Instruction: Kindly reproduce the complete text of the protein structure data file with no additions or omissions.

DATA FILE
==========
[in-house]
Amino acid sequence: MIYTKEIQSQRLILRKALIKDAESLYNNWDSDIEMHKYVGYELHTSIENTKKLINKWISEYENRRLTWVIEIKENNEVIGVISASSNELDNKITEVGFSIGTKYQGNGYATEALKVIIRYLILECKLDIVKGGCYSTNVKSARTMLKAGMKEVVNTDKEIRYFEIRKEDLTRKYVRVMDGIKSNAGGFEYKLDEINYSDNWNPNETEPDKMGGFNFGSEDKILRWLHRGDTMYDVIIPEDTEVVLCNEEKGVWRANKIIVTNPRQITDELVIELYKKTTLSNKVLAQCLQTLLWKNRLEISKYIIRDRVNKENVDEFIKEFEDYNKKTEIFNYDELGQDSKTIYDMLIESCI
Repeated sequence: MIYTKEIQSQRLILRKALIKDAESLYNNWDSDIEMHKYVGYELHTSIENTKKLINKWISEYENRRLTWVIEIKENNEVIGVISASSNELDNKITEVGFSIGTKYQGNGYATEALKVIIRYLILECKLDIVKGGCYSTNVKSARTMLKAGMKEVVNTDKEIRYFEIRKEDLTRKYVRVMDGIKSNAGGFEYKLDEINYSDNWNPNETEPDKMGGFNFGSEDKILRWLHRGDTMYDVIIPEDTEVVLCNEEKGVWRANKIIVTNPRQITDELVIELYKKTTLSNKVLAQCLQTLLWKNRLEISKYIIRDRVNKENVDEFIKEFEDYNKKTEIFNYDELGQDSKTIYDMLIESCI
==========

[in-house]
Amino acid sequence: MIYTKEIQSQRLILRKALIKDAESLYNNWDSDIEMHKYVGYELHTSIENTKKLINKWISEYENRRLTWVIEIKENNEVIGVISASSNELDNKITEVGFSIGTKYQGNGYATEALKVIIRYLILECKLDIVKGGCYSTNVKSARTMLKAGMKEVVNTDKEIRYFEIRKEDLTRKYVRVMDGIKSNAGGFEYKLDEINYSDNWNPNETEPDKMGGFNFGSEDKILRWLHRGDTMYDVIIPEDTEVVLCNEEKGVWRANKIIVTNPRQITDELVIELYKKTTLSNKVLAQCLQTLLWKNRLEISKYIIRDRVNKENVDEFIKEFEDYNKKTEIFNYDELGQDSKTIYDMLIESCI
Repeated sequence: MIYTKEIQSQRLILRKALIKDAESLYNNWDSDIEMHKYVGYELHTSIENTKKLINKWISEYENRRLTWVIEIKENNEVIGVISASSNELDNKITEVGFSIGTKYQGNGYATEALKVIIRYLILECKLDIVKGGCYSTNVKSARTMLKAGMKEVVNTDKEIRYFEIRKEDLTRKYVRVMDGIKSNAGGFEYKLDEINYSDNWNPNETEPDKMGGFNFGSEDKILRWLHRGDTMYDVIIPEDTEVVLCNEEKGVWRANKIIVTNPRQITDELVIELYKKTTLSNKVLAQCLQTLLWKNRLEISKYIIRDRVNKENVDEFIKEFEDYNKKTEIFNYDELGQDSKTIYDMLIESCI